Start with the Basics to Soup It Up

By Nancy Berkoff

It’s the time of year to soup up the house. If you want to make rich, flavorful soups and sauces, then you need rich, flavorful bases.

The great chef Augusta Escoffier, said to have modernized French cuisine, is quoted as saying, “stock is everything in cooking; without it, and nothing can be done.” Julia Child has called stock “the working capital of the kitchen.”

The French word for stock is “fond,” which also means “foundation.” The majority of stocks have traditionally been meat-based with veggie dishes relegated to using water.

Vegetarian stock does not fit the classic definition of stock, as the classic version requires animal bones. But it can still fit the bill of contributing layers of flavor for vegetables, grains, soups and sauces, using mushrooms or smoked tofu or tempeh in place of bones.

Remember that you want a flavorful but not distinctive stock, so the stock can be used in a number of dishes. Avoid strong-flavored veggies such as cabbage, broccoli, cauliflower, Brussels sprouts, rutabagas and garlic or stronger meats such as lamb or smoked meats.

Carrots, celery, onions, leeks, fennel (also called sweet anise), fresh mushrooms and parsnips are good veggie stock ingredients, as are fresh parsley, dried bay leaf, thyme and whole peppercorns. Fish stock can be made using the same technique, remembering that fish stock use would be limited to seafood dishes.

Chopped, peeled veggies offer more flavor than unpeeled. The vegetables release even more flavor if lightly roasted or sautéed before going into the stock pot.

If you are looking for a clear broth, don’t use too much oil, as oil will cloud the stock. Always start with cold water, as it gives a cleaner flavor and a clearer liquid. A ratio of vegetables to water is hard to give, but most cooks agree that just covering the vegetables and bones with water yields the best flavor.

Assemble your stock ingredients of choice and place in a pot that has adequate space to allow the ingredients to move around a bit. Bring the water to a quick boil, lower to a simmer and allow to cook for at least 45 minutes.

Completed covering the stock pot traps some of the undesirable acids and completely uncovering the stock allows a lot of flavor to escape, so compromise by partially covering the stock while it is simmering. Forty-five minutes seems to be the magic number, as stock cooked for less time is weak in flavor and stock cooked for more than forty five minutes does not seem to develop additional flavor.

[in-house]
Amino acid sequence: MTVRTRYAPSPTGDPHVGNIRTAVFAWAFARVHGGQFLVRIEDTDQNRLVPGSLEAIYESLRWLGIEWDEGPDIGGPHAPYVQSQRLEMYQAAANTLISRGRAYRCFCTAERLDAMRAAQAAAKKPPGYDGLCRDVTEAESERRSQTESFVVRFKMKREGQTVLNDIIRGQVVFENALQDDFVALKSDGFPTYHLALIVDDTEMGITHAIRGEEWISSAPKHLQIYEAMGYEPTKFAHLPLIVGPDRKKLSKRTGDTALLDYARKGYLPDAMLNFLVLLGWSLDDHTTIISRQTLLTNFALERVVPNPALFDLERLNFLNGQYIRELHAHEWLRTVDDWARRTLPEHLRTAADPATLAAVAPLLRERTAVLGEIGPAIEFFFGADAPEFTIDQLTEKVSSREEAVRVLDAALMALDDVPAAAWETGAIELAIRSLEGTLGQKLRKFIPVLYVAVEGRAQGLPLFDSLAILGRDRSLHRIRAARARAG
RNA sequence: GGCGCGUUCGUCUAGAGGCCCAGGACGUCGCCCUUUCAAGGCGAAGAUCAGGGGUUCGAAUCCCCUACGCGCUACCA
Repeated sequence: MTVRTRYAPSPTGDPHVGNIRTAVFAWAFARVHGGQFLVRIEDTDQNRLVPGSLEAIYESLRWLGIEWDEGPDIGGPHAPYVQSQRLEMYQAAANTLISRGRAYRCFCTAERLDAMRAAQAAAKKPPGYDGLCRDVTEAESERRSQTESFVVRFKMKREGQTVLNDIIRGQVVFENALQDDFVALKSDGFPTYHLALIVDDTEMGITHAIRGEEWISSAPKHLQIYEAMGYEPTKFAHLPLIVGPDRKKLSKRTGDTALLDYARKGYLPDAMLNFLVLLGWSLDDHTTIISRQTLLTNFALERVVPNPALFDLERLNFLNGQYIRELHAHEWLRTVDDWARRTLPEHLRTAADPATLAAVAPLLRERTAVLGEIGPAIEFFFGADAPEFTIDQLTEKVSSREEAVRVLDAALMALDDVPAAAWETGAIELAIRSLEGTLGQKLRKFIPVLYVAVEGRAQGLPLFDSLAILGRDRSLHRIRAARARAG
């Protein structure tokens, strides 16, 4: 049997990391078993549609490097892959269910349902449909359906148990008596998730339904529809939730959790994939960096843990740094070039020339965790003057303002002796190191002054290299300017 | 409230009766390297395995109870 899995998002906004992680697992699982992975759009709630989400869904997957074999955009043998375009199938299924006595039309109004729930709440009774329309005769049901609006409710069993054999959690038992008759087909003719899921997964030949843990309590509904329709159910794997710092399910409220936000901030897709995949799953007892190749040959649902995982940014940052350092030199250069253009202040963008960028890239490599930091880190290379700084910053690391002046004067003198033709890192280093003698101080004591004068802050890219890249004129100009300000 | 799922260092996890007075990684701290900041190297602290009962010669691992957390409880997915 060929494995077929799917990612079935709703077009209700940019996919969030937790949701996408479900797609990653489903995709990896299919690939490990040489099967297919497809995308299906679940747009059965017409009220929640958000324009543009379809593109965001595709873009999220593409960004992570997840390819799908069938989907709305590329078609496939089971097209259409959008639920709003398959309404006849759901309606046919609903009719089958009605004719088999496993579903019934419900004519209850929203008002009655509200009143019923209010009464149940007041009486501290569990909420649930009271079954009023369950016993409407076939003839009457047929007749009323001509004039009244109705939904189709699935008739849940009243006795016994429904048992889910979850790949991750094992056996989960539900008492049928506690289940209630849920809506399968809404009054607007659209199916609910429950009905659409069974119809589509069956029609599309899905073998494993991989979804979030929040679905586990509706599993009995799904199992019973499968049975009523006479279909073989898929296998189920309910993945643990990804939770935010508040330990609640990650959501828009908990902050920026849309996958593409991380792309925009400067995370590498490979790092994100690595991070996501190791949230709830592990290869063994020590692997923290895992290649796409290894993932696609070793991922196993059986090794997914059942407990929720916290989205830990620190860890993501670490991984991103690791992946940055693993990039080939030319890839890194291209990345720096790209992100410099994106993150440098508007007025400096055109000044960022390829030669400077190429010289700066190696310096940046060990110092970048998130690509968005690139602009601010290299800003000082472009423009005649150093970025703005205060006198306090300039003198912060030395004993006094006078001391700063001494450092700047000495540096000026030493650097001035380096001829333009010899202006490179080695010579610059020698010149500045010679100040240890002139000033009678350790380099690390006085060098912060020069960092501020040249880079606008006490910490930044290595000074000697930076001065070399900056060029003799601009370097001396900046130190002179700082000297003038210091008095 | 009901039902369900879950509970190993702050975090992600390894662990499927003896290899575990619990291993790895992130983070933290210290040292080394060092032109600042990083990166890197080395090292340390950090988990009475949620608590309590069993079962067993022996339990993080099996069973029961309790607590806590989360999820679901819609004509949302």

When you are satisfied with your stock, remove it from the heat and strain it. You can use the “spent” veggies for soups and sauces (puree them and let them reduce over low heat). Stock can last for four days in the refrigerator and for three months in the freezer.

Be sure to cool down the stock to 40 degrees or below within four hours to stay within the temperature danger zone before refrigerating or freezing.

Once you have a well-crafted stock, you can design signature flavors. For example, adding chilies and red pepper flakes can give a Central American or Southwestern flavor, ginger, garlic and soy sauce gives an Asian flavor, and basil, garlic and sundried tomatoes gives a Mediterranean flavor.

Dried mushrooms can be added for stronger flavors and darker colors. Toss diced fresh vegetables, thawed frozen vegetables and drained canned beans and tomatoes into the stock to make a fast vegetable soup. Use four types of cooked beans and cooked pasta with your stock for a veggie minestrone.

Mix some tomato puree and/or red wine into your stock and allow it to reduce to create a sauce for casseroles and grains. Sauté chopped mushrooms and garlic, add some stock and allow to reduce for mushroom gravy.

Make a bread soup (a traditional Italian dish) by moistening fresh bread crumbs, salt, pepper, nutmeg and pureed tofu with vegetable stock, puree and add to more vegetable stock. Allow to cook until thick and hot.

Make a clam-less chowder by blending vegetable stock with a small amount of tofu and soy milk and add diced potatoes, celery, onions, bay leaf and white pepper.

Lentil and bean soups can be made by adding soaked beans to veggie stock with tomatoes, carrots, celery, peppers and onions and allowing to cook until beans are soft.

With numerous years in health care and education, Nancy Berkoff, RD, CCE, would love for readers to ask food and nutrition-related questions:


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